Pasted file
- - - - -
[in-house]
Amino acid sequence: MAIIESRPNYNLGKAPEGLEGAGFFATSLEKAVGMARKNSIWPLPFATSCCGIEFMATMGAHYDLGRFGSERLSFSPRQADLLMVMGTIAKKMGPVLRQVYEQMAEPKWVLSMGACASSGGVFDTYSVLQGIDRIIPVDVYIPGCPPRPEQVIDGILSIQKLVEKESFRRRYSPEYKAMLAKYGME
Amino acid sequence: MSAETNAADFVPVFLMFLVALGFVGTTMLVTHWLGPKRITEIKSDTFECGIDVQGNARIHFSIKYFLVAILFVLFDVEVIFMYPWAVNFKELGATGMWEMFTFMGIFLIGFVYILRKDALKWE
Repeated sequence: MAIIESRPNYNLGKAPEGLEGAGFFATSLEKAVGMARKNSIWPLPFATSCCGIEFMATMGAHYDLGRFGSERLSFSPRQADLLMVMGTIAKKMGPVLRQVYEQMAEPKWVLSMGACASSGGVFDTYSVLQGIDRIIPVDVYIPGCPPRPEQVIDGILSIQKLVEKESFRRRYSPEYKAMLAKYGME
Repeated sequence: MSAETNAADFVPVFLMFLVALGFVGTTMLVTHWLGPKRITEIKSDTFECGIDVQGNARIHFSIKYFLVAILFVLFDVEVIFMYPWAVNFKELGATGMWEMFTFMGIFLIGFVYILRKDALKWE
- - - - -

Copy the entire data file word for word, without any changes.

[in-house]
Amino acid sequence: MAIIESRPNYNLGKAPEGLEGAGFFATSLEKAVGMARKNSIWPLPFATSCCGIEFMATMGAHYDLGRFGSERLSFSPRQADLLMVMGTIAKKMGPVLRQVYEQMAEPKWVLSMGACASSGGVFDTYSVLQGIDRIIPVDVYIPGCPPRPEQVIDGILSIQKLVEKESFRRRYSPEYKAMLAKYGME
Amino acid sequence: MSAETNAADFVPVFLMFLVALGFVGTTMLVTHWLGPKRITEIKSDTFECGIDVQGNARIHFSIKYFLVAILFVLFDVEVIFMYPWAVNFKELGATGMWEMFTFMGIFLIGFVYILRKDALKWE
Repeated sequence: MAIIESRPNYNLGKAPEGLEGAGFFATSLEKAVGMARKNSIWPLPFATSCCGIEFMATMGAHYDLGRFGSERLSFSPRQADLLMVMGTIAKKMGPVLRQVYEQMAEPKWVLSMGACASSGGVFDTYSVLQGIDRIIPVDVYIPGCPPRPEQVIDGILSIQKLVEKESFRRRYSPEYKAMLAKYGME
Repeated sequence: MSAETNAADFVPVFLMFLVALGFVGTTMLVTHWLGPKRITEIKSDTFECGIDVQGNARIHFSIKYFLVAILFVLFDVEVIFMYPWAVNFKELGATGMWEMFTFMGIFLIGFVYILRKDALKWE